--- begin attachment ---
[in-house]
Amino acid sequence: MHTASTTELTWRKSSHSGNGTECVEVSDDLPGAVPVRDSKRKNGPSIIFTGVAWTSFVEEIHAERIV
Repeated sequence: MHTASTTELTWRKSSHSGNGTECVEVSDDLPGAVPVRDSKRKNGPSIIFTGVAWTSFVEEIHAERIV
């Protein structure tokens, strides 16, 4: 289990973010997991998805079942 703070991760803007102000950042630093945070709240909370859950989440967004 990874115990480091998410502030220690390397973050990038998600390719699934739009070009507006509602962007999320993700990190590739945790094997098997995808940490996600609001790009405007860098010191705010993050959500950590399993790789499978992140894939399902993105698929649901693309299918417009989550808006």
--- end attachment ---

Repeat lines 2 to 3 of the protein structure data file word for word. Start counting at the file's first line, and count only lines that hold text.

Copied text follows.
Amino acid sequence: MHTASTTELTWRKSSHSGNGTECVEVSDDLPGAVPVRDSKRKNGPSIIFTGVAWTSFVEEIHAERIV
Repeated sequence: MHTASTTELTWRKSSHSGNGTECVEVSDDLPGAVPVRDSKRKNGPSIIFTGVAWTSFVEEIHAERIV